The accurate diagnosis of subsequent injuries can have a significant clinical impact, especially when considering the influence of previous injuries on sustaining new injuries [26, 83, 84]. Three of the seven studies using the subsequent injury terminology specifically focused on the next injury after a concussion [56, 65, 72], demonstrating that concussive injuries were associated with an increased risk of sustaining subsequent injuries. In addition to an increased risk, the studies by Cross and colleagues  and Rafferty and colleagues  demonstrated that there was a reduced number of days before a subsequent injury following concussion when compared with non-concussive injuries. Although this provides clinicians with important information regarding recovery from concussive injuries, the lack of detail in research associated with subsequent injuries following other types of injuries limits the potential for understanding the relationship with different types of injuries. As previous research has shown that a history of previous injury is positively associated with sustaining future injury [23, 26], exploring relationships between subsequent injuries sustained following different types of injuries could inform clinicians on the potential patterns between new and subsequent injuries, further aiding the development of injury prevention protocols.
A limitation in the current study was that the search strategy was limited to English language, meaning that articles reporting recurrent or subsequent injuries in other languages would not have been included. A further limitation was the restriction of studies within professional- or elite-level sports. The restriction to professional or elite sport resulted in studies reporting injuries within amateur and collegiate athletes being excluded from the review, even if recurrent injuries had been reported. However, ensuring only one level of sport was included in the review provides consistency both with the accuracy of injury diagnosis by professional medical provision and data collection procedures following a consensus statement for accurate comparisons between studies. Further research could incorporate all levels of sports, making comparisons between injury data to demonstrate whether discrepancies exist between playing levels. In addition, the results from some of the studies should be interpreted with caution due to the low score in the Downs and Black  assessment. Whilst the prospective nature of injury surveillance research makes aspects such as blinding participants and medical personnel challenging, the pooling of injury data across multiple seasons could influence the analysis and interpretation of injury rates. For example, pooling injury data could mask the potential difference in injury rates between individual athletes that take part in one season, but not another. This could consequently influence the overall injury rate reported within each season.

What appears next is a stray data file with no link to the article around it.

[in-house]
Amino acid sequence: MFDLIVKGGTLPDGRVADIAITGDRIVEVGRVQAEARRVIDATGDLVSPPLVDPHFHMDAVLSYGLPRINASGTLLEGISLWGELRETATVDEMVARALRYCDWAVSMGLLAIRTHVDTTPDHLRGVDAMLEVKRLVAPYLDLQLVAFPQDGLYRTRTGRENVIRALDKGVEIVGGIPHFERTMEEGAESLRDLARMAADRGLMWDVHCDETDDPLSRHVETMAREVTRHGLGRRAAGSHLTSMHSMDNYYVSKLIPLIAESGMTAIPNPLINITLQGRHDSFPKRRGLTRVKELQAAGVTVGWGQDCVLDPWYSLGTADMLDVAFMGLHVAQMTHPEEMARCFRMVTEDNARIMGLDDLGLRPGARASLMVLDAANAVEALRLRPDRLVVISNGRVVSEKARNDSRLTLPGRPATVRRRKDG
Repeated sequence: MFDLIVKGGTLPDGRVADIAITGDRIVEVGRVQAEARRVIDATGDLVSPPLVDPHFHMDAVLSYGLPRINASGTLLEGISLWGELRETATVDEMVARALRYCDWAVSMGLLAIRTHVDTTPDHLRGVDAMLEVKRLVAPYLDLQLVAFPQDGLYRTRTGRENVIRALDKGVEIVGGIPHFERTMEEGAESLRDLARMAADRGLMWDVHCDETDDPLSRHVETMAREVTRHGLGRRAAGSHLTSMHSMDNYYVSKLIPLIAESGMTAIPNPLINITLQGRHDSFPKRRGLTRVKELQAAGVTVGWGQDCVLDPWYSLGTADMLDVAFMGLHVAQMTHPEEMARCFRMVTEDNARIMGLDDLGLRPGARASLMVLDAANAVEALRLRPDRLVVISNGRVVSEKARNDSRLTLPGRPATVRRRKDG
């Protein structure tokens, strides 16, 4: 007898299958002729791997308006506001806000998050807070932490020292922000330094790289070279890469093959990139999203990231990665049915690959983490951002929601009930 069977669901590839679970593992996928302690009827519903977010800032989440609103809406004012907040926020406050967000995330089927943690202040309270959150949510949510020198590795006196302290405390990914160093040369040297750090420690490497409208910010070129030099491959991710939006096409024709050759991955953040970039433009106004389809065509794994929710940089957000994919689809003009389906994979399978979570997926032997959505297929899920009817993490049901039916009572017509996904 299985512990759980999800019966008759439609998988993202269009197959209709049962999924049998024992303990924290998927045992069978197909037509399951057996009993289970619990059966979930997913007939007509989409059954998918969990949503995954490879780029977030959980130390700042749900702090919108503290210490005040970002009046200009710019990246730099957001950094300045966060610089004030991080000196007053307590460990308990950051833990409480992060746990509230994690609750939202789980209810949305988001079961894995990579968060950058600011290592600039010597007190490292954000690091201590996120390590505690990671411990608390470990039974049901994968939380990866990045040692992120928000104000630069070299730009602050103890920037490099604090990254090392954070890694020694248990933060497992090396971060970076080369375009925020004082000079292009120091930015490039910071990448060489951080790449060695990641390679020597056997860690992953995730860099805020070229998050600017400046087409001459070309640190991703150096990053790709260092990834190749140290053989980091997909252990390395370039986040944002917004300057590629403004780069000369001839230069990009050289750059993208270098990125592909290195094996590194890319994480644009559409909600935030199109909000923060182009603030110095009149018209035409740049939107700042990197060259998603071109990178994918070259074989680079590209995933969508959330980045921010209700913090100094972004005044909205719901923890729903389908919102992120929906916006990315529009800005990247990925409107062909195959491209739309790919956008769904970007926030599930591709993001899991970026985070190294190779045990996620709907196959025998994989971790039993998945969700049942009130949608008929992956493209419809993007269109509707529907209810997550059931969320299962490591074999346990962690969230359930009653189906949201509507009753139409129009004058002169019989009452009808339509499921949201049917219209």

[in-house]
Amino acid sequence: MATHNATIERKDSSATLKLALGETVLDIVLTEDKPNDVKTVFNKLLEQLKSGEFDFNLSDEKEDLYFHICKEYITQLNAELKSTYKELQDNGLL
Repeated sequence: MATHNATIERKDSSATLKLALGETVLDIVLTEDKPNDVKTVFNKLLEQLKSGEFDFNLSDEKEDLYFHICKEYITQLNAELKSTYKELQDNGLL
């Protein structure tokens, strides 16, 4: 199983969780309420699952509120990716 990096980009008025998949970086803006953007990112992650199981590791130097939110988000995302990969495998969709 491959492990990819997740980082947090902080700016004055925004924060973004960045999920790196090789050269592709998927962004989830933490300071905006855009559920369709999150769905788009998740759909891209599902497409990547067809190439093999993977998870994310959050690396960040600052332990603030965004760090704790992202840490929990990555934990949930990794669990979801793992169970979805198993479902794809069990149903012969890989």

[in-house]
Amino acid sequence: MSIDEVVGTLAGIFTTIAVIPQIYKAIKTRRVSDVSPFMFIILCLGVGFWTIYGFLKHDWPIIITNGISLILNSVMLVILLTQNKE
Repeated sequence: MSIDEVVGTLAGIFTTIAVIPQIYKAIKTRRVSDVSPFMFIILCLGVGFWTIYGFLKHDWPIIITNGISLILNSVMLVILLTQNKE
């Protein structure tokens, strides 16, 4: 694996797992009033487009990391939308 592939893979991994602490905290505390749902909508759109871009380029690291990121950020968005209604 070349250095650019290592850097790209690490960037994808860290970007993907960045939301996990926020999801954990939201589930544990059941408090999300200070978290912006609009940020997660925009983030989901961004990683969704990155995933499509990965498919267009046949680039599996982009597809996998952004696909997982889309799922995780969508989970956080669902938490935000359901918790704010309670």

Reporting the recurrent or subsequent nature of an injury remains inconsistent within research, even with the publication of consensus statements and the subsequent injury categorisation models. Furthermore, only a few studies have utilised subsequent injury categorisation models to accurately categorise subsequent injuries, meaning that risk of subsequent injury following an initial injury remains unclear. The lack of recurrent and subsequent injury reporting shows research is not providing an adequate understanding of the injury risk, meaning that injury prevention protocols to mitigate against recurrent and subsequent injuries may be insufficient. As injury prevention relies on accurate injury surveillance data, utilising the SIC model in future research will allow clinicians and researchers to distinguish between new and recurrent or subsequent injuries and improve our understanding of the role of inter-injury relationships in tertiary prevention strategies.
Availability of Data and Materials
Translating Research into Injury Prevention Practice
Subsequent injury categorisation
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The lead author, Charlotte Leah Bitchell, was funded by the Knowledge Economy Skills Scholarships (KESS 2), which is a pan-Wales higher level skills initiative led by Bangor University on behalf of the Higher Education sector in Wales. It is part funded by the Welsh Government’s European Social Fund (ESF) convergence programme for West Wales and the Valleys. No other authors received funding for the conduct of this review or the preparation of this manuscript.
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Bitchell, C.L., Varley-Campbell, J., Robinson, G. et al. Recurrent and Subsequent Injuries in Professional and Elite Sport: a Systematic Review. Sports Med - Open 6, 58 (2020). https://doi.org/10.1186/s40798-020-00286-3
- Systematic review
- Professional sport